- Use filtered or purified water if your tap water isn’t suitable to avoid yellow discoloration and leaf burns.
Temperature and humidity
Welcome to your own personal tropical jungle: your Anthurium crystallinum! To ensure that your indoor paradise thrives, you’ll have to create the ideal conditions for it to flourish.
Temperature and humidity will be your two main tools in keeping your Anthurium crystallinum looking lush and vibrant.
Temperature: According to research conducted by Silva et al (2020), the optimal temperature range for Anthurium crystallinum lies between 68 and 86ºF (20-30ºC). Leaf damage or stunted growth may occur if temperatures fall below 65ºF (18ºC). It is also important to keep the plant away from direct drafts, as these can cause unexpected fluctuations in temperature which could be detrimental to its health.
Humidity: Humidity between 50-70% is ideal for Anthurium crystallinum. Keeping the plant in an environment this humid can be difficult, but there are a few methods to help achieve it. Placing anthurium crystallinum on a pebble tray, filled with room-temperature water, is an effective way of raising the local humidity. Experiments conducted found that the growth rate of plants is significantly increased when they are within their ideal humidity zone.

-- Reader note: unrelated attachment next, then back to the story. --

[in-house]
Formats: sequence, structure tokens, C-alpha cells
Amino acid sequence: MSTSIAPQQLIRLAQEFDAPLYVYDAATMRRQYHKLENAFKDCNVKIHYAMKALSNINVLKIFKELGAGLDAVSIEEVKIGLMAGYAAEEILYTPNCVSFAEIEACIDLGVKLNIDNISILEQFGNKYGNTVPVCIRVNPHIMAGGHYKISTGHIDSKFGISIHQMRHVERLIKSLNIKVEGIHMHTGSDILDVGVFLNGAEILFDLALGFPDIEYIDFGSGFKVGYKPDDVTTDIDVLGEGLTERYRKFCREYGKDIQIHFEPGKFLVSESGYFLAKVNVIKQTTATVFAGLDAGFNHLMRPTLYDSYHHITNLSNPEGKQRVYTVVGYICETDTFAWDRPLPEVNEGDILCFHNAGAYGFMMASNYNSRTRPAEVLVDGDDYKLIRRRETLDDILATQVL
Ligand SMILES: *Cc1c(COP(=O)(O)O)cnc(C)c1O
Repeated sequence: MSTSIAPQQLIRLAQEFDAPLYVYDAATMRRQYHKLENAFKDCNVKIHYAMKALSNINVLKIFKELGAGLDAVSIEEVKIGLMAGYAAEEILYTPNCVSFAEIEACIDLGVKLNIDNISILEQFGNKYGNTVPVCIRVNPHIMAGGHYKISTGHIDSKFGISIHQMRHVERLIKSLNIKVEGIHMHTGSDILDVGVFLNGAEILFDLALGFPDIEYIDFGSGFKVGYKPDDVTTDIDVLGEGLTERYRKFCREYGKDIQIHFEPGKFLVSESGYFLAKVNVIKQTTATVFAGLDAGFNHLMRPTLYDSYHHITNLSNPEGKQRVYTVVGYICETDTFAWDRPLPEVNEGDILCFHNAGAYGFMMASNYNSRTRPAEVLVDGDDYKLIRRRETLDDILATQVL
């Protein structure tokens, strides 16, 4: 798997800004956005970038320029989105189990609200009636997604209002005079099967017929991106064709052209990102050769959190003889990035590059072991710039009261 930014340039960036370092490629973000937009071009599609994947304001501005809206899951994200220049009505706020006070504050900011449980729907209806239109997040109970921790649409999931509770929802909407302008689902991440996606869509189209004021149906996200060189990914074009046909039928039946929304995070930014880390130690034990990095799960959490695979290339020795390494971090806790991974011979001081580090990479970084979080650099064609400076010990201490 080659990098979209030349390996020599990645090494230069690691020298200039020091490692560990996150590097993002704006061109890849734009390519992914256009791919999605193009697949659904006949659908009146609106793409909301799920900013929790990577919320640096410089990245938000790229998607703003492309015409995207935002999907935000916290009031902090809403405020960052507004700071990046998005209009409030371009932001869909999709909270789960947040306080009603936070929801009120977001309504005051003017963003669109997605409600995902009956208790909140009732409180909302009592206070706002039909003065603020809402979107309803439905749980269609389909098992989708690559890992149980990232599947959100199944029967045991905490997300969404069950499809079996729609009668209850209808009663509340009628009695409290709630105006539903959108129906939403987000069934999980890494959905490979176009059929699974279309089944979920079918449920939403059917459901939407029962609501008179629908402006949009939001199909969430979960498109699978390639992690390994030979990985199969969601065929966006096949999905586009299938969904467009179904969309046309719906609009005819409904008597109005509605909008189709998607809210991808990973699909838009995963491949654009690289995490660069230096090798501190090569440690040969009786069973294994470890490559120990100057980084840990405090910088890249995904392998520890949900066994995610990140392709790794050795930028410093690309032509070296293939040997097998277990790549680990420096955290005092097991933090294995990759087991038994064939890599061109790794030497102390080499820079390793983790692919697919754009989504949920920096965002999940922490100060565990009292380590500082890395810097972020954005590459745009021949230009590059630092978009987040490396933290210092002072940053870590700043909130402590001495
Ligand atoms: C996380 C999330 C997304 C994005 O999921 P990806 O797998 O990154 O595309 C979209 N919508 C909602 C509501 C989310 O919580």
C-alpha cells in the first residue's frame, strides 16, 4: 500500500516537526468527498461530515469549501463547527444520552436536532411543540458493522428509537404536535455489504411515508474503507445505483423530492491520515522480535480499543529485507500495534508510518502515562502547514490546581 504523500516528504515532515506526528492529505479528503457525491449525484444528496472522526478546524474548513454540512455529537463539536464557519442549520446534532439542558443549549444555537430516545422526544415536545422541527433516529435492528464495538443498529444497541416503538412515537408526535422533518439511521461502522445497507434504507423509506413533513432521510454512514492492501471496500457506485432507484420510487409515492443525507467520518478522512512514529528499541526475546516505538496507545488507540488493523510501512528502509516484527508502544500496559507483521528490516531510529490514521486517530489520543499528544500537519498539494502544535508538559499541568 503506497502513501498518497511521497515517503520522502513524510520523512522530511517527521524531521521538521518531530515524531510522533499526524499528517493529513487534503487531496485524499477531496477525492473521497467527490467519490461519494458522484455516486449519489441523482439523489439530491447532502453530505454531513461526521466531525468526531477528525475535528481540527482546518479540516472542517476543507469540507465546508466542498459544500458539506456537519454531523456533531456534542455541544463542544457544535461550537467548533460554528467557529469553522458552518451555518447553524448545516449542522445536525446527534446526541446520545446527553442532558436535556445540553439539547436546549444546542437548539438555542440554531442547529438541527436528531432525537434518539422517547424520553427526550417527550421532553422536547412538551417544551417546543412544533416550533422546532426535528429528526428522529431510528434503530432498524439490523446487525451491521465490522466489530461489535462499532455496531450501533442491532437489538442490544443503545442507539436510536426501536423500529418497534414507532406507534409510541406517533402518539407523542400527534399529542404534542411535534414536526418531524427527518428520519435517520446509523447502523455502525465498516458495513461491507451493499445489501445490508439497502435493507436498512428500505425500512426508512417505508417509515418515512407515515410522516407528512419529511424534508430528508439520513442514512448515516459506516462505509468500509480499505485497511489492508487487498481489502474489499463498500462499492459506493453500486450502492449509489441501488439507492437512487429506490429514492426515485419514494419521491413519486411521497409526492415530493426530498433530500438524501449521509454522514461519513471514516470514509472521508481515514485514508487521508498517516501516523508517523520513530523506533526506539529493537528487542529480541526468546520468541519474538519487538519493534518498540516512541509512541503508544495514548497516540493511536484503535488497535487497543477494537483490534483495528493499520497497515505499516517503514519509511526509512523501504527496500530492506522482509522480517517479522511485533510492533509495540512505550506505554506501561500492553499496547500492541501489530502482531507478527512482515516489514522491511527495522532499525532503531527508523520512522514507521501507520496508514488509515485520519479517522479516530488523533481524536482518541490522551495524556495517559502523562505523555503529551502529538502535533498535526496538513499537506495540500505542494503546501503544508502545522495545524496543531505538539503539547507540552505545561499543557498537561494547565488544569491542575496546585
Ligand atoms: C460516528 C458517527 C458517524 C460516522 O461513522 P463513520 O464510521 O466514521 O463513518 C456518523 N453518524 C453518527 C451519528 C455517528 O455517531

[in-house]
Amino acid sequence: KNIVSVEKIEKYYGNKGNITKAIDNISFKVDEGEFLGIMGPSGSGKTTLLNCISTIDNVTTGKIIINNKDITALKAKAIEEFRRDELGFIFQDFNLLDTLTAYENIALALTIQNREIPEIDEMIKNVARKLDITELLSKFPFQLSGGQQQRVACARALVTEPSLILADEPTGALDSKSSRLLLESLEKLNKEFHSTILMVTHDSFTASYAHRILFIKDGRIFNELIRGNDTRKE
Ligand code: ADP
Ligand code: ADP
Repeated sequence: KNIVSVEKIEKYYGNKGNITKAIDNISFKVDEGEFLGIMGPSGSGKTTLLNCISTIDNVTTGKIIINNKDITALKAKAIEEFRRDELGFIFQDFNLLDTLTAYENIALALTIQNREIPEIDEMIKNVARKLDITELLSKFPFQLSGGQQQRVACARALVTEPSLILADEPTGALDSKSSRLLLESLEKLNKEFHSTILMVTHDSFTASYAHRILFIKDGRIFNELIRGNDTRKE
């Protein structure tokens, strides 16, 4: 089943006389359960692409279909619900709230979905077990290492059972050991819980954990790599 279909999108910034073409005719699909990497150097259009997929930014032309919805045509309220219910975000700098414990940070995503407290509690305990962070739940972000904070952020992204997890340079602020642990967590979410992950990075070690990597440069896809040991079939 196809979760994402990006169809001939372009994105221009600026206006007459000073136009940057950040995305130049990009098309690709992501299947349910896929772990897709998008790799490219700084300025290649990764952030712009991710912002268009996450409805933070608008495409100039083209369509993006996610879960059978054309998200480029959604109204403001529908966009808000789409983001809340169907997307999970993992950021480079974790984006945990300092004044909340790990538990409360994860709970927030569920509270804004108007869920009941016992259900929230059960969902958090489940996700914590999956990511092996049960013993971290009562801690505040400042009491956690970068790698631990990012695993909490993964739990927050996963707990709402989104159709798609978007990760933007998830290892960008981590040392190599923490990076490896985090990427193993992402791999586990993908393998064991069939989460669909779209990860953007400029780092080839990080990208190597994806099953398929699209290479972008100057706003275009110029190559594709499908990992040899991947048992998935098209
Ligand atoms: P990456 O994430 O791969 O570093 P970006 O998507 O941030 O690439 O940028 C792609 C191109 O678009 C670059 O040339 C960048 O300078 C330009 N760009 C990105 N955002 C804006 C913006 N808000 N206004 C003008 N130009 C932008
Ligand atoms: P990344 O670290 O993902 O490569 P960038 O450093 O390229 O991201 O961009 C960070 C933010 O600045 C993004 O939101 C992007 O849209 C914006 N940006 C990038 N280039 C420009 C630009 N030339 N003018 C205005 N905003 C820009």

- Anthurium crystallinum prefers warm temperatures between 70-80°F (21-27°C) with occasional dips below 60°F tolerated.
- Humidity levels of 50-70% are ideal; mist leaves regularly, place plants together, or set up a pebble tray with water to maintain humidity.
- Avoid dry, heated areas of the home like radiators, and be mindful of air circulation to prevent fungal diseases.
Soil and planting
The crystal anthurium plant, like other tropical plants, does best with a light potting mix that still provides good drainage. You can achieve this with peat moss, vermiculite, and perlite. If you do happen to have access to porous brick, LECA, or nut shells, these can also add aeration and drainage. You can layer them at the bottom of a pot to help with water retention.